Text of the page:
A magnitude 7 quake on the Hayward Fault could kill hundreds and injure more than 60,000, while another 7.8 temblor on the San Andreas might cause 2,550 deaths and more than 220,000 injuries, according to estimates by the California Governor’s Office of Emergency Services and the Federal Emergency Management Agency. As in all earthquakes, older buildings, highways and other elevated infrastructure, and power and gas lines are of particular worry. The Loma Prieta quake of 1989, magnitude 6.9, severely damaged the Embarcadero Freeway that then ran along the Bay waterfront on the San Francisco side. The highway was later dismantled, paving the way for a renaissance of business and restaurant development along the waterfront.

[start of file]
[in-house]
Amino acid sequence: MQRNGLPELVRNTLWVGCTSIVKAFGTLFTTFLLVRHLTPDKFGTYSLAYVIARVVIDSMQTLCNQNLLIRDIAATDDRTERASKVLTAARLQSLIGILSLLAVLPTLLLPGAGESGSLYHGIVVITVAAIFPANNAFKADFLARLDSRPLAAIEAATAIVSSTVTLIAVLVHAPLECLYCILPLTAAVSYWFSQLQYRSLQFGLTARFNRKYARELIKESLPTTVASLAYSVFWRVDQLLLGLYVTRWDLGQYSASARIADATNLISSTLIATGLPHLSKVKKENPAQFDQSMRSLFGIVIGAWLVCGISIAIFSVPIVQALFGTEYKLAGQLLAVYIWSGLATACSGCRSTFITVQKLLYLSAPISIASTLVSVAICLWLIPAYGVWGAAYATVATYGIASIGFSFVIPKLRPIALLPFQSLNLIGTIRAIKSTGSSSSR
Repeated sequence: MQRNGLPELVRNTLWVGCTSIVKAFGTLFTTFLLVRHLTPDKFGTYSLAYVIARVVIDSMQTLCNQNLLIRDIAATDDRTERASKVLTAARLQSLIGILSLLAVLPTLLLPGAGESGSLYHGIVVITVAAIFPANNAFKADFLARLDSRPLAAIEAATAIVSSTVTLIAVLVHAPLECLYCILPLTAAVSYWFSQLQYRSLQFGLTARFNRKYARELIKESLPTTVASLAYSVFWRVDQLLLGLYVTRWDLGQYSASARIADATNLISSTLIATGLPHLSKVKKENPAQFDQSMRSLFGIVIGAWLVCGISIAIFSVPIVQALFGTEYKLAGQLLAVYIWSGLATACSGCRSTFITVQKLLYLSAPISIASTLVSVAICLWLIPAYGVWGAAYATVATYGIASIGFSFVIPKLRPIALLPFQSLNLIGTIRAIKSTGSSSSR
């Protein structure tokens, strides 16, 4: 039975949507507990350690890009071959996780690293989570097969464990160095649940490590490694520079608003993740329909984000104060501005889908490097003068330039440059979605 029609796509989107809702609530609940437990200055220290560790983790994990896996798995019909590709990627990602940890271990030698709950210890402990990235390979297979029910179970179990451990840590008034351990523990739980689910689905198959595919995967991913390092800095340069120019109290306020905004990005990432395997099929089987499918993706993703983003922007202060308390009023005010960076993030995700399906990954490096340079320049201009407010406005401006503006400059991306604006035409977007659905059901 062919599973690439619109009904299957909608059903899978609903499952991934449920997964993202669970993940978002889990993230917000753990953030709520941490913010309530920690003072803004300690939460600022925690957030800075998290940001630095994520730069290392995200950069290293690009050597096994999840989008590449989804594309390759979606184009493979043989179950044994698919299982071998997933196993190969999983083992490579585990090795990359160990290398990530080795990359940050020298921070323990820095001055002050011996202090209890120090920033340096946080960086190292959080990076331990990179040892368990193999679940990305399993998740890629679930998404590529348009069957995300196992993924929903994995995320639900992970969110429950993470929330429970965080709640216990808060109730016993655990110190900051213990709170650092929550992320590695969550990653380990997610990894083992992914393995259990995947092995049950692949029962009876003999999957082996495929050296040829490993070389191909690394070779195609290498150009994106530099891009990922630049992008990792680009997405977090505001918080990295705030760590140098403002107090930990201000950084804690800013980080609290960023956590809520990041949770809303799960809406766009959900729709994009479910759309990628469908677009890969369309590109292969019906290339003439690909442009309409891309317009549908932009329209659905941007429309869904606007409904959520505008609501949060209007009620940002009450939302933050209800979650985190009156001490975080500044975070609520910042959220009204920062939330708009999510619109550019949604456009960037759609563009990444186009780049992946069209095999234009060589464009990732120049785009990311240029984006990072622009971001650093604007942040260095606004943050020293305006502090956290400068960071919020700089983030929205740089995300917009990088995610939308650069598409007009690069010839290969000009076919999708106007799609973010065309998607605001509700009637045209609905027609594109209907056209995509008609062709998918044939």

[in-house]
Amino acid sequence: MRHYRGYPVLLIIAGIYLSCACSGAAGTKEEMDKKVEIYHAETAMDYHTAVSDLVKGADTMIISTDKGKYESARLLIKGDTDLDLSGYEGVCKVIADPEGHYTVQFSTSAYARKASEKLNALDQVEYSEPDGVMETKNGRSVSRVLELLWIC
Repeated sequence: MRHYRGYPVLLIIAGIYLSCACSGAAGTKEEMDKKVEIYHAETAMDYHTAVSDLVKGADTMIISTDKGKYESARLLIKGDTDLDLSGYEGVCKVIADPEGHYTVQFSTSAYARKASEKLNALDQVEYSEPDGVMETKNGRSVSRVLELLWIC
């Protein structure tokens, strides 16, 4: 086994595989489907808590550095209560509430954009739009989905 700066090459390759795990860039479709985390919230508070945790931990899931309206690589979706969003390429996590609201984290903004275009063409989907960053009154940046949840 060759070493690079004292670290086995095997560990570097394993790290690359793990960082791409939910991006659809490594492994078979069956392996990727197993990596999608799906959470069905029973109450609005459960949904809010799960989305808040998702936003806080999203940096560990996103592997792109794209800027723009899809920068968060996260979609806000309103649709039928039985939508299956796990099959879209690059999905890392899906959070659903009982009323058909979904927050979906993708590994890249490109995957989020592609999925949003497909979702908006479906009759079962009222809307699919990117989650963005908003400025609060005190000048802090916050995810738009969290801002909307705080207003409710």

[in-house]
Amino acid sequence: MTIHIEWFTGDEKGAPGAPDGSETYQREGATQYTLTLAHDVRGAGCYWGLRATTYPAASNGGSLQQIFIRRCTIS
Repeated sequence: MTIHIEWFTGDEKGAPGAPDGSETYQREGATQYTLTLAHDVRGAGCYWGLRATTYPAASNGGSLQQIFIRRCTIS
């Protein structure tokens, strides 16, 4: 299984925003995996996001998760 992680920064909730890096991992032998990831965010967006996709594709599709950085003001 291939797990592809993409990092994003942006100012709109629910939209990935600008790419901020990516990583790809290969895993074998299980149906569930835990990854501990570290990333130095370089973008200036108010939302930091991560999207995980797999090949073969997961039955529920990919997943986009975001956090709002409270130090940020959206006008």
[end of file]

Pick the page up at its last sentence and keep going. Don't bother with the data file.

4. What’s been done to prepare?
Because building codes were strengthened in the 1970s, newer buildings, including office towers, would probably fare well. The California Apartment Association says as many as 100,000 buildings could be facing retrofits, and the state offers retrofit grants to homeowners. A school bond issue approved by voters in November 2016 included money to make school classrooms stronger. There’s been progress as well on preparing for earthquake-sparked fires, such as those that followed the 1906 earthquake. San Francisco authorities have maintained and expanded a century-old system of underground cisterns to guarantee access to water in an emergency.
5. Which areas remain most vulnerable?